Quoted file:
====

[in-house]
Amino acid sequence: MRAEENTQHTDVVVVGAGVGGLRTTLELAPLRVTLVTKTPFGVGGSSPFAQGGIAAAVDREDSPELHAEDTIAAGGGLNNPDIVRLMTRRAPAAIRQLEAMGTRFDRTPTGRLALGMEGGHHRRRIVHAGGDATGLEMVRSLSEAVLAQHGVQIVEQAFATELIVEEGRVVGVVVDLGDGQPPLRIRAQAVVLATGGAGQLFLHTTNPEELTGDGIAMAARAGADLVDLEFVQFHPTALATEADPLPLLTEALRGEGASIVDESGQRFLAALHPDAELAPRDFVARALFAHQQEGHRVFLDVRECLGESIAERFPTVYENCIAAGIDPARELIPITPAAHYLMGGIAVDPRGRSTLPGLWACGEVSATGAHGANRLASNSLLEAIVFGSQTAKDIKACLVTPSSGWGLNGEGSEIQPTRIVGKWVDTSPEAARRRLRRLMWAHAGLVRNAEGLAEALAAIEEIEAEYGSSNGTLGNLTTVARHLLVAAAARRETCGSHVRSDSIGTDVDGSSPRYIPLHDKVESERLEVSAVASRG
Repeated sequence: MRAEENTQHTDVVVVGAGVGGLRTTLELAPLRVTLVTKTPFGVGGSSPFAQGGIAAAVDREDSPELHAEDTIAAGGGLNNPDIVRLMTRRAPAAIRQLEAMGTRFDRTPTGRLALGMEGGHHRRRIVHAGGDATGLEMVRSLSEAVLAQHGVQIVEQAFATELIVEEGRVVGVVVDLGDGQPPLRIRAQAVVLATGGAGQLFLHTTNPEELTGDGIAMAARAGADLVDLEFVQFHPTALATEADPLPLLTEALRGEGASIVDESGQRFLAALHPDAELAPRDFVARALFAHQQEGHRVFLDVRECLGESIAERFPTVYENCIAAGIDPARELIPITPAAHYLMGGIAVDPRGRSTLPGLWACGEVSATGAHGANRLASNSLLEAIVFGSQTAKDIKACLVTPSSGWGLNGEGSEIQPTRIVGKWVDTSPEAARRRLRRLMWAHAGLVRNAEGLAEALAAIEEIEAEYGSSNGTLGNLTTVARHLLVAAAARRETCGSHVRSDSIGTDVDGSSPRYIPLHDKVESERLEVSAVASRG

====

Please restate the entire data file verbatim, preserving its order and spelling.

[in-house]
Amino acid sequence: MRAEENTQHTDVVVVGAGVGGLRTTLELAPLRVTLVTKTPFGVGGSSPFAQGGIAAAVDREDSPELHAEDTIAAGGGLNNPDIVRLMTRRAPAAIRQLEAMGTRFDRTPTGRLALGMEGGHHRRRIVHAGGDATGLEMVRSLSEAVLAQHGVQIVEQAFATELIVEEGRVVGVVVDLGDGQPPLRIRAQAVVLATGGAGQLFLHTTNPEELTGDGIAMAARAGADLVDLEFVQFHPTALATEADPLPLLTEALRGEGASIVDESGQRFLAALHPDAELAPRDFVARALFAHQQEGHRVFLDVRECLGESIAERFPTVYENCIAAGIDPARELIPITPAAHYLMGGIAVDPRGRSTLPGLWACGEVSATGAHGANRLASNSLLEAIVFGSQTAKDIKACLVTPSSGWGLNGEGSEIQPTRIVGKWVDTSPEAARRRLRRLMWAHAGLVRNAEGLAEALAAIEEIEAEYGSSNGTLGNLTTVARHLLVAAAARRETCGSHVRSDSIGTDVDGSSPRYIPLHDKVESERLEVSAVASRG
Repeated sequence: MRAEENTQHTDVVVVGAGVGGLRTTLELAPLRVTLVTKTPFGVGGSSPFAQGGIAAAVDREDSPELHAEDTIAAGGGLNNPDIVRLMTRRAPAAIRQLEAMGTRFDRTPTGRLALGMEGGHHRRRIVHAGGDATGLEMVRSLSEAVLAQHGVQIVEQAFATELIVEEGRVVGVVVDLGDGQPPLRIRAQAVVLATGGAGQLFLHTTNPEELTGDGIAMAARAGADLVDLEFVQFHPTALATEADPLPLLTEALRGEGASIVDESGQRFLAALHPDAELAPRDFVARALFAHQQEGHRVFLDVRECLGESIAERFPTVYENCIAAGIDPARELIPITPAAHYLMGGIAVDPRGRSTLPGLWACGEVSATGAHGANRLASNSLLEAIVFGSQTAKDIKACLVTPSSGWGLNGEGSEIQPTRIVGKWVDTSPEAARRRLRRLMWAHAGLVRNAEGLAEALAAIEEIEAEYGSSNGTLGNLTTVARHLLVAAAARRETCGSHVRSDSIGTDVDGSSPRYIPLHDKVESERLEVSAVASRG